Leonard Cohen: Bird on a Wire
Palmer's film is that rare concert doc that isn't for established fans only.
Akeelah Anderson can spell. She can spell better than anyone in her school in South Central Los Angeles, and she might have a chance at the nationals. Who can say? She sees the National Spelling Bee on ESPN and is intrigued. But she is also wary, because in her school there is danger in being labeled a "brainiac," and it's wiser to keep your smarts to yourself. This is a tragedy in some predominantly black schools: Excellence is punished by the other students, possibly as an expression of their own low self-esteem.
The thing with Akeelah (Keke Palmer) is that she can spell, whether she wants to or not. Beating time with her hand against her thigh as sort of a metronome, she cranks out the letters and arrives triumphantly at the words. No, she doesn't have a photographic memory, nor is she channeling the occult as the heroine of "Bee Season" does.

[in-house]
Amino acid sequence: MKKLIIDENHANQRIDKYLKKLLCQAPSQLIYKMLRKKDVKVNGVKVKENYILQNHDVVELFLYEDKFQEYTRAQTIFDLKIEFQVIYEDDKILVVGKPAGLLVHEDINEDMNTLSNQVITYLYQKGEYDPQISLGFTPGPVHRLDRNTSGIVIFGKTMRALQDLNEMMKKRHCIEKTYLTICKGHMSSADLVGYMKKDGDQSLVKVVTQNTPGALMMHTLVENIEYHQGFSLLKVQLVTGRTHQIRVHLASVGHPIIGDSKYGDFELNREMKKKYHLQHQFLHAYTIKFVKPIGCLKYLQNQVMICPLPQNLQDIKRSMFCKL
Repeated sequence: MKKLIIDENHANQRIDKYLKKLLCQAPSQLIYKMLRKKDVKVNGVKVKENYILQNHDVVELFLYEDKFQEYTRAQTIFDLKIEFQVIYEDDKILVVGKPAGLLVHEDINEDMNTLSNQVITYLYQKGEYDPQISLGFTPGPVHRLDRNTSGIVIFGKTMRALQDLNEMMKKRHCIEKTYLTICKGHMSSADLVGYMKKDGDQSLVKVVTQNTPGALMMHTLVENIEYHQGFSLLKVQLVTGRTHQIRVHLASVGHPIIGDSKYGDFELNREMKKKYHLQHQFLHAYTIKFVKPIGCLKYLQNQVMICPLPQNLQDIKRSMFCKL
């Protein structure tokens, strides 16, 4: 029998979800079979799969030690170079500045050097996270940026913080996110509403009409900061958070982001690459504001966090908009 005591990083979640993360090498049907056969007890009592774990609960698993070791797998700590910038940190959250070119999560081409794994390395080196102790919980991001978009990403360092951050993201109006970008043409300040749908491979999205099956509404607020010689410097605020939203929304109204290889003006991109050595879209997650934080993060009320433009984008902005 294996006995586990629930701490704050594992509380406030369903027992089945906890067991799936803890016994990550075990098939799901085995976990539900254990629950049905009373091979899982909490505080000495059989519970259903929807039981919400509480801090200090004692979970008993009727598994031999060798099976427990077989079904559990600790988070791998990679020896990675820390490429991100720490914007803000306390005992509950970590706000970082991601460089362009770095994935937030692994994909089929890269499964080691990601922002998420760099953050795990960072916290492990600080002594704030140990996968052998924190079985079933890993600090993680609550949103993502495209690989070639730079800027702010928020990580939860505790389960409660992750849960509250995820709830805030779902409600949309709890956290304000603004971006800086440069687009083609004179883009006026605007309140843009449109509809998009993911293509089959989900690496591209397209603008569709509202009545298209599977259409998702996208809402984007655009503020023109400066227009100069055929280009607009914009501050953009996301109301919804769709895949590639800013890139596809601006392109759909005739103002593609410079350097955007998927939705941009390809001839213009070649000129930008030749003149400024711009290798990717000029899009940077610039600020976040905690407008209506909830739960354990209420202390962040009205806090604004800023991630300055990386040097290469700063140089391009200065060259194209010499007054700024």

She's just a good speller.
The story of Akeelah's ascent to the finals of the National Spelling Bee makes an uncommonly good movie, entertaining and actually inspirational, and with a few tears along the way. Her real chance at national success comes after a reluctant English professor agrees to act as her coach. This is Dr. Joshua Larabee (Laurence Fishburne), on a leave of absence after the death of his daughter. Coaching her is a way out of his own shell. And for Fishburne, it's a reminder of his work in "Searching for Bobby Fischer" (1993), another movie where he coached a prodigy.